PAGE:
If our world leaders cannot cooperate enough to stop dangerous climate change in the scant time we have left…..how do they expect to be able to cooperate enough to adapt to the kind of world they’re committing to with their inaction?
–Kate from climatesight.org
Copenhagen was not about climate IMO, it was about money. The developing nations were demanding money without any plans on how they would even be able to spend it on ‘green’ initiatives.
China and India won’t commit to any real actions to minimize their carbon outputs and China in particular won’t even allow any verification of their pollution. Plus, the US Senate won’t pass anything stronger than they already have (or have not yet since the bill has not passed yet).
Ultimately, people will adjust incrementally to a warmer world though if it ends up happening. I don’t see much co-operation being necessary there.
I am not sure how one can say that Copenhagen was not about climate change, but about money. The fact that money was talked about, and the fact that not all of those asking for money have plans to spend it wisely, doesn’t mean the climate wasn’t the issue.
Money will change hands, in virtually any international climate policy that emerges, but that doesn’t mean the main goal isn’t preventing AGW.
The fact is that the lions share of the problem was caused by developed nations. GHG’s have a long half-life in the atmosphere (some longer than others) and developed nations have been emitting more, for a longer period of time. The responsibility for the problem skews further towards developed nations when one considers per-capita emissions.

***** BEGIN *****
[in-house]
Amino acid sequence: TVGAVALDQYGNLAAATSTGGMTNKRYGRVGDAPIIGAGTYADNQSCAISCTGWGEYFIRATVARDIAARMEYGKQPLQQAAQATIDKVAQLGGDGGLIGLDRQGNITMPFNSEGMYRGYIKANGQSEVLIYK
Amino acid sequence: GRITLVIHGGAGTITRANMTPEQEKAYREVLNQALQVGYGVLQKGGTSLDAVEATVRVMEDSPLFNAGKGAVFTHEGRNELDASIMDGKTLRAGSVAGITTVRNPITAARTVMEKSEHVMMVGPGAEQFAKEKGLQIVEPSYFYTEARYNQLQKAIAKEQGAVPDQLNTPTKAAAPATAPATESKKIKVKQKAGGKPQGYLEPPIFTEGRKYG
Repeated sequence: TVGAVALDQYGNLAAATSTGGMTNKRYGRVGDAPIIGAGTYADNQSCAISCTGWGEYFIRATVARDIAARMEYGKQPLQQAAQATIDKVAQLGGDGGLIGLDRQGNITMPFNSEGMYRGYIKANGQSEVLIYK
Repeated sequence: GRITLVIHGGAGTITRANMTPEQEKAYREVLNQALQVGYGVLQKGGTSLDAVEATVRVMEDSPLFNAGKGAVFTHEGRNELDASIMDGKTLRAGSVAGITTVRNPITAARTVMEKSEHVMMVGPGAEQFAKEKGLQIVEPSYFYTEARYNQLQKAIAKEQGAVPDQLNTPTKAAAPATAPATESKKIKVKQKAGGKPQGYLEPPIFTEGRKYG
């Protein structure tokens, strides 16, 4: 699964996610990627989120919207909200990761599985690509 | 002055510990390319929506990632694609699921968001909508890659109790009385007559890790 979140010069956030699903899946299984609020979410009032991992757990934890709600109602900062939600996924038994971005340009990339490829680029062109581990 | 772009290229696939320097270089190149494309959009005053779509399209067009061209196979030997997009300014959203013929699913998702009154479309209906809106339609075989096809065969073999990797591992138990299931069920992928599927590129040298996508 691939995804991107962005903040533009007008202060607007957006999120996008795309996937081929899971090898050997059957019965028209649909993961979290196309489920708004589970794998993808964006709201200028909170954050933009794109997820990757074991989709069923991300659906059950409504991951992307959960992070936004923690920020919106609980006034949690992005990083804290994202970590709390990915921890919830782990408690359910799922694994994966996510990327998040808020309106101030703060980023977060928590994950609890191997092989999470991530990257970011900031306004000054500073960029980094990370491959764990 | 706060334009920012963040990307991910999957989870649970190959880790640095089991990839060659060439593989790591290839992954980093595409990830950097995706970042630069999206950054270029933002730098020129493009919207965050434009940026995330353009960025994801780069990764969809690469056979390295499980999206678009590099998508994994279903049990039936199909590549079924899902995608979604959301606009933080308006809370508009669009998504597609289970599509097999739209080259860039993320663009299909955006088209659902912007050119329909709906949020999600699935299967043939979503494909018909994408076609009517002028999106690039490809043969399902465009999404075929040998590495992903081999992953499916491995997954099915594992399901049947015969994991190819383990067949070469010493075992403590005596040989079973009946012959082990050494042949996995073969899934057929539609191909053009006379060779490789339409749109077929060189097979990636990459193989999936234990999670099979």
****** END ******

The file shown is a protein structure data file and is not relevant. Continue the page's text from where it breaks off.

The fact that China recently became the wolds biggest emitter doesn’t change any of this.
Developing nations will also be hit hardest by climate change, and have the least capacity of adapt.
Given all of this, it seems quite fair that some money from the developed world go to the developing world.
As for China and India, they have both (though China more than India) come a long way in the past year. No they haven’t done enough, but then neither have we, or the US, but they are moving the the right direction. China is particular seems to realize the threat that global warming poses to it fresh water supply from Himalayan glaciers.
As for emissions monitoring, China did agree to having its emissions monitored in principle (again something that would have been impossible a year ago), though the details of such a plan have yet to be released, so one cannot comment on the effectiveness of this. Still it is a step forward.
If we fail in curbing GHG emissions then adaptation and Geo-engeneering are are only options. Both are poor alternatives to mitigation.
Geo-engineering is fraught with risk, and as of yet doesn’t even begin to address Ocean acidification, which is a massive problem.
Adaptation, is possible in developed countries (and Canada will do better than most), but it will be difficult, and it will result in conflicts. Ultimately it will prove far more costly than even the most ambitious mitigation polices.
The problem is that what we would need to adapt to is quite out of the ordinary. Putting it as you do “adjust incrementally to a warmer world” doesn’t do the problem justice. In fact lost of research done sine the IPCC AR7 in 2007 shows that things may not change that incrementally. If we hit some tipping points (ie the methane frozen in the permafrost) GHG concentrations may rise dramatically in a very short order, which may push us past other tipping points.
Add to that the increase melting from the 3 major ice sheets (east-Antarctica, long thought to be stable, was recently shown to be melting) and we may get sea level rise that is far higher than the IPCC predictions (which excluded contributions from ice sheets).
It is difficult to comprehend the scale of the changes.
Wow sorry for the long response, the bottom line for me is that given the scale of the problem, we shouldn’t give up just because the solution is difficult to achieve.
I cannot subscribe to that kind of defeatism.